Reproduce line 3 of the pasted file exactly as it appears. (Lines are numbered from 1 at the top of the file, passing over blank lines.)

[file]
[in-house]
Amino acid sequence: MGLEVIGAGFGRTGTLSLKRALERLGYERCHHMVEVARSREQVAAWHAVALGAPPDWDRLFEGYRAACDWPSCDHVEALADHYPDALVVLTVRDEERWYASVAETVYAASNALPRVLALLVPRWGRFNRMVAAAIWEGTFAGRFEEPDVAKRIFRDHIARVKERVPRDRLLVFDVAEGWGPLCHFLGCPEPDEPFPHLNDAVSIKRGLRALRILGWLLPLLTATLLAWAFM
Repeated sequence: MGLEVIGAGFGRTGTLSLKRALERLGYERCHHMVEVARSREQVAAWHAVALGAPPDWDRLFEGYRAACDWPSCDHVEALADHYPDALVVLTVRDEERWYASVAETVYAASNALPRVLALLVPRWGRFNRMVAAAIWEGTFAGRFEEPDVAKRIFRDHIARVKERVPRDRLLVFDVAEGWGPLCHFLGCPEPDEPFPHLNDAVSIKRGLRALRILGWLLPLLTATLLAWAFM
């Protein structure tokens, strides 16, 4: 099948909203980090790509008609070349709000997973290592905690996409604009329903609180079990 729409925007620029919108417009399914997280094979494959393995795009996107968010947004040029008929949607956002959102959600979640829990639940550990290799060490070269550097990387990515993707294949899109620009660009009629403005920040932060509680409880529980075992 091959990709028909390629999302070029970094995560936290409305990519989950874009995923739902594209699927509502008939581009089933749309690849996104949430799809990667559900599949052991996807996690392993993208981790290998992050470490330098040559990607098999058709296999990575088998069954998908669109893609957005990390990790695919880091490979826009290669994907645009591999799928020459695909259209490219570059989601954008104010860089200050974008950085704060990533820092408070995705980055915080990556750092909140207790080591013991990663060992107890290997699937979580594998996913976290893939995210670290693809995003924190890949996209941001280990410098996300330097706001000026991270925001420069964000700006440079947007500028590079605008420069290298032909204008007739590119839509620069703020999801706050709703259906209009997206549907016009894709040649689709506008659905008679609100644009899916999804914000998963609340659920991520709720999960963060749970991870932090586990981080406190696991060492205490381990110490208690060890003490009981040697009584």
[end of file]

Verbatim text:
Repeated sequence: MGLEVIGAGFGRTGTLSLKRALERLGYERCHHMVEVARSREQVAAWHAVALGAPPDWDRLFEGYRAACDWPSCDHVEALADHYPDALVVLTVRDEERWYASVAETVYAASNALPRVLALLVPRWGRFNRMVAAAIWEGTFAGRFEEPDVAKRIFRDHIARVKERVPRDRLLVFDVAEGWGPLCHFLGCPEPDEPFPHLNDAVSIKRGLRALRILGWLLPLLTATLLAWAFM